PRO-BELT

Horzontal Curve Design

PRO-BELT Horizontal Curve Design in Overland Belt Conveyors

Design Curves in Overland Conveyors with Confidence

can be used to design horizontal curves in any troughing belt conveyor of any length and belt sizes in either English or Metric units. The troughing belt system and the return belt system are both included in the design. The troughing idlers must be the 3-roller design of equal troughing angle on each lateral roll. The lateral rolls can be longer than the middle roll to allow more drift, if desired. The idler troughing angle is generally between 30 and 45 degrees. The return idlers must be a 2-roller "V" design. Return idlers generally have a troughing angle between 10 and 30 degrees but more commonly in the 15 to 20 degree range. Flat idlers cannot be used in horizontal curve conveyors neither on the troughing belt nor on the return belt.

calculates the drift to the inner curve and drift to the outer curve under any belt tension or loading condition. Maximum drift to the inner curve occurs at maximum belt tension when the belt in the curve area is empty. The conveyor requires a load case analysis with the conveyor loaded to the curve but empty thereafter. The acceleration belt tensions should be used to check the curve design for maximum drift to the inner circle. Tail drive regenerative conveyors would normally have a maximum inner circle drift with the opposite conditions; i.e., stopping with the belt empty in the curve and full thereafter. This program will design the curve for both loaded and empty conditions on the same report. The return belt can also be checked for drift to the inner circle and the outer circle.

Maximum drift to the outer curve occurs at minimum belt tension when the belt in the curve area is loaded. The conveyor requires a load case analysis with the conveyor loaded in the curve or throughout. The stopping belt tensions should be used to check the curve design for maximum drift to the outer curve. Tail drive regenerative conveyors would normally have maximum outer curve drift with the opposite conditions; i.e., accelerating with the belt full throughout. Many other load case possibilities should be considered.

allows faultless belt tracking of the conveyor belt by setting idler banking, tilt, and tracking.

The IDLER BANKING ANGLE or super-elevation is the primary conveyor design parameter used to provide a faultless tracking of the conveyor belt. The idlers are raised on the inner side of the curve to provide a slope to the idler base. Banking angles of 8 degrees are common. A high banking angle will succeed in reducing the empty belt drift to the inner curve but will also cause an increase in drift of the full belt to the outer curve. Banking with an idler tilt up to 2 degrees has been a successful approach to curve design. Provisions in the design should allow an adjustment of the idler banking, tilt, and tracking in the field, if necessary.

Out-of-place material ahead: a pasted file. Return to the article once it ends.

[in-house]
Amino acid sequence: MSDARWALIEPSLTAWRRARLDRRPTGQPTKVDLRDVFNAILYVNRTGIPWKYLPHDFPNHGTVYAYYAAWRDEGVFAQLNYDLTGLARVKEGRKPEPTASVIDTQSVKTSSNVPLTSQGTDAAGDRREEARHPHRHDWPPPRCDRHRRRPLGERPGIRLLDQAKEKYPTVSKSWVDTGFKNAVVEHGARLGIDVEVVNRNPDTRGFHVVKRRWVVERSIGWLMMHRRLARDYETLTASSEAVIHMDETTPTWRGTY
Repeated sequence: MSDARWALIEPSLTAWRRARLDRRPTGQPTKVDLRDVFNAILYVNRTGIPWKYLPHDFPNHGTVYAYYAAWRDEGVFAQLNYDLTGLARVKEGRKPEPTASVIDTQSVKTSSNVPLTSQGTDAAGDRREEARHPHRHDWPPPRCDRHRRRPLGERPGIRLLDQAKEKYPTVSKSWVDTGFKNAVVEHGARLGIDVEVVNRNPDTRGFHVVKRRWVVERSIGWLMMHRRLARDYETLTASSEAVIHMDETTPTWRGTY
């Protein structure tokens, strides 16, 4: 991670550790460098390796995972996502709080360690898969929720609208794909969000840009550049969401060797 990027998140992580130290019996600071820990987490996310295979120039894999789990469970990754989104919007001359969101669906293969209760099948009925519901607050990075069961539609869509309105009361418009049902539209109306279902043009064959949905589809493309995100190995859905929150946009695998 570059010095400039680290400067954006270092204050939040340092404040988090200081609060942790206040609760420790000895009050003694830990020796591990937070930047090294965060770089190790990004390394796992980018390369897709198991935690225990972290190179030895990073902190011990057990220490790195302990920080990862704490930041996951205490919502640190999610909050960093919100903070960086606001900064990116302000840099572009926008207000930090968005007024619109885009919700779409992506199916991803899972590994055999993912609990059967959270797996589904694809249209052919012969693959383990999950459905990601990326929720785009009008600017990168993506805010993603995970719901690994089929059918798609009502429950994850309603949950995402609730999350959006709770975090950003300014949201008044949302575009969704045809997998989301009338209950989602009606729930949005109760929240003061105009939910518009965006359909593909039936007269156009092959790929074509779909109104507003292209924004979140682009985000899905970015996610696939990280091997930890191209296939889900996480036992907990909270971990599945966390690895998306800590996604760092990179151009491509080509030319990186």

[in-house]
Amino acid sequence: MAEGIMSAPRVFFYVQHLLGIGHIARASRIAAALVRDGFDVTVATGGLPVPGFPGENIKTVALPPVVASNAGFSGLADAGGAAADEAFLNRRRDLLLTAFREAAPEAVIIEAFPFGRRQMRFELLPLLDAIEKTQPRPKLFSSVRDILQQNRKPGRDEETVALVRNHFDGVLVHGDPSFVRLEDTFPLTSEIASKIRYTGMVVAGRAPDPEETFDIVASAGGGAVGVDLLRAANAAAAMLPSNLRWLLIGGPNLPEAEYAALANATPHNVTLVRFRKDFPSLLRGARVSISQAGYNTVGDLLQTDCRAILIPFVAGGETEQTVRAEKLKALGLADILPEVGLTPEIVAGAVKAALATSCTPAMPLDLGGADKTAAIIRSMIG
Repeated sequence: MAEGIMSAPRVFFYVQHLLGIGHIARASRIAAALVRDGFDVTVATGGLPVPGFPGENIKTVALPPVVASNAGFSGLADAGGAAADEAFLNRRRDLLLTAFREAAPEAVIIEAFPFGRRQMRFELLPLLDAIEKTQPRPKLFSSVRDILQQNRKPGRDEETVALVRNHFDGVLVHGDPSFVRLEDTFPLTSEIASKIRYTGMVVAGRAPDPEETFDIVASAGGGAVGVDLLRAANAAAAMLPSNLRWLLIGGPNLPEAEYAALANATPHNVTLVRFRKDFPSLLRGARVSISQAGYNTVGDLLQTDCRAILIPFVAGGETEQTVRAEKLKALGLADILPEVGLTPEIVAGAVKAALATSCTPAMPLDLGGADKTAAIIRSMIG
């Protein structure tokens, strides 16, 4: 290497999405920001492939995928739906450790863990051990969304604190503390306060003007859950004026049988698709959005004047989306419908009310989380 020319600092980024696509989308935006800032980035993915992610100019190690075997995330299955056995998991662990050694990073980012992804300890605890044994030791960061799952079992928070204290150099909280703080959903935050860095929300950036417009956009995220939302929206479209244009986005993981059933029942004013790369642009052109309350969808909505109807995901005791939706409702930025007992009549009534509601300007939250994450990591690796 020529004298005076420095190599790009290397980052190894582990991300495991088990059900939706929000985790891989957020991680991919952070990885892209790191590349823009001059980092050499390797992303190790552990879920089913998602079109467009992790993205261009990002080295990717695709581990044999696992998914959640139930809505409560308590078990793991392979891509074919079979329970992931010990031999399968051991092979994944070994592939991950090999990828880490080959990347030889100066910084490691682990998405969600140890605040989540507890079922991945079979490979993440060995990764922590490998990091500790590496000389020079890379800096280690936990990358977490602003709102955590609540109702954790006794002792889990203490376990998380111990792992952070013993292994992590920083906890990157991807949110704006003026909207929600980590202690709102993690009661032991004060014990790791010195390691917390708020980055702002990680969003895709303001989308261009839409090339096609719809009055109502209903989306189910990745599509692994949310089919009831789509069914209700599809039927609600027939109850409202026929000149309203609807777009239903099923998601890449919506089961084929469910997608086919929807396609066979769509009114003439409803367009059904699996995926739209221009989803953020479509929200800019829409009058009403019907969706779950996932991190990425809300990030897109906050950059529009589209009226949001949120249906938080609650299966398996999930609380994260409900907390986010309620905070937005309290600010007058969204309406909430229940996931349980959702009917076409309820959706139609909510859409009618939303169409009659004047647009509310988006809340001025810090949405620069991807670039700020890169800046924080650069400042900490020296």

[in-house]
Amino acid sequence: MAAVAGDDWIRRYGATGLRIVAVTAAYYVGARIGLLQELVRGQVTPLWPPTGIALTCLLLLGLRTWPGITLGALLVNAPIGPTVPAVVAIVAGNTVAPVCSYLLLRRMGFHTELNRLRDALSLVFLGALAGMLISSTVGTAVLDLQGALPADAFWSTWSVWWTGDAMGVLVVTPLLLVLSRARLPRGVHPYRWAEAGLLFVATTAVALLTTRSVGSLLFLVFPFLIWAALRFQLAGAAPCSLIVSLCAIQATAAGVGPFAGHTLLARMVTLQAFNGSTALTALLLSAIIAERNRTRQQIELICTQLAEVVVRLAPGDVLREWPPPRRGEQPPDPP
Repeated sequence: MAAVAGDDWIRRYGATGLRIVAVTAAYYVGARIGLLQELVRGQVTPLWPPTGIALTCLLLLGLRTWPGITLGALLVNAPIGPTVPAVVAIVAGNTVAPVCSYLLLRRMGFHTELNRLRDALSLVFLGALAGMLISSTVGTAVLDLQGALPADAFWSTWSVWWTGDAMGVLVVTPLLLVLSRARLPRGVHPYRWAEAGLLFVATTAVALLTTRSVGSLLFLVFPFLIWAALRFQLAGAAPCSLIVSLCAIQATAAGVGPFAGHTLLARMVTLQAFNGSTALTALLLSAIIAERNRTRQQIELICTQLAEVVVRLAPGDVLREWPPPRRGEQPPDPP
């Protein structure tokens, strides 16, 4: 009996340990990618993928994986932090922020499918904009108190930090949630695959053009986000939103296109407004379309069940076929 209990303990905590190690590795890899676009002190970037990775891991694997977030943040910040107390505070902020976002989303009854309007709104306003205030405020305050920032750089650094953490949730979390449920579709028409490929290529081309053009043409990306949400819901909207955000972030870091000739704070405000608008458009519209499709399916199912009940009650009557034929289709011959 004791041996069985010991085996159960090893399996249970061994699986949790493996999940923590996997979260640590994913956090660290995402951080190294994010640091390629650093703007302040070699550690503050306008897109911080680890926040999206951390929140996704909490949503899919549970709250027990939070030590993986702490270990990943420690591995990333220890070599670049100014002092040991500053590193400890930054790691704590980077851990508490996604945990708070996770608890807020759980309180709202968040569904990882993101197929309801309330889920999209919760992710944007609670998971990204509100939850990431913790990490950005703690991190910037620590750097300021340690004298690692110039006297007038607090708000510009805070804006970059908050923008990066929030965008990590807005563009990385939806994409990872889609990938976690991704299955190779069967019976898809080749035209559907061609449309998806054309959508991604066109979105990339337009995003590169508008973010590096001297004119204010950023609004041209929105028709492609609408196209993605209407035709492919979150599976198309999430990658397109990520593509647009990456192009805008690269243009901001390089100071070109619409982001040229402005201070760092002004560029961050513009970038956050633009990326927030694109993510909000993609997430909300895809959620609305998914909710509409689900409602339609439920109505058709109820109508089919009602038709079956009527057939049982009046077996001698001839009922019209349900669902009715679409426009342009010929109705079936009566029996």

The IDLER TILT ANGLE is the secondary conveyor design parameter used to provide a faultless tracking of the conveyor belt. The idlers are tilted forward at the top in the direction of belt travel to provide up to 3 degrees of tilt to the idler base. The belt tracking will probably not be as effective as indicated by the program when set above 3 degrees. A tilt angle of 2 degrees has been shown to be a successful approach to curve design.

The IDLER TRACKING ANGLE is a tertiary conveyor design parameter used to provide a faultless tracking of the conveyor belt. The idlers are moved forward in the direction of belt travel on the inner side of the curve to provide up to 2 degrees of tracking to the idler base. Tracking utilizes belt friction on the idlers to effect a movement in the belt and is not the most reliable method for belt guidance. However, tracking can be used in the field to make minor adjustments in the belt drift. A small tracking angle can make a large change in the drift. The sum of tracking plus tilt should not exceed 3 degrees.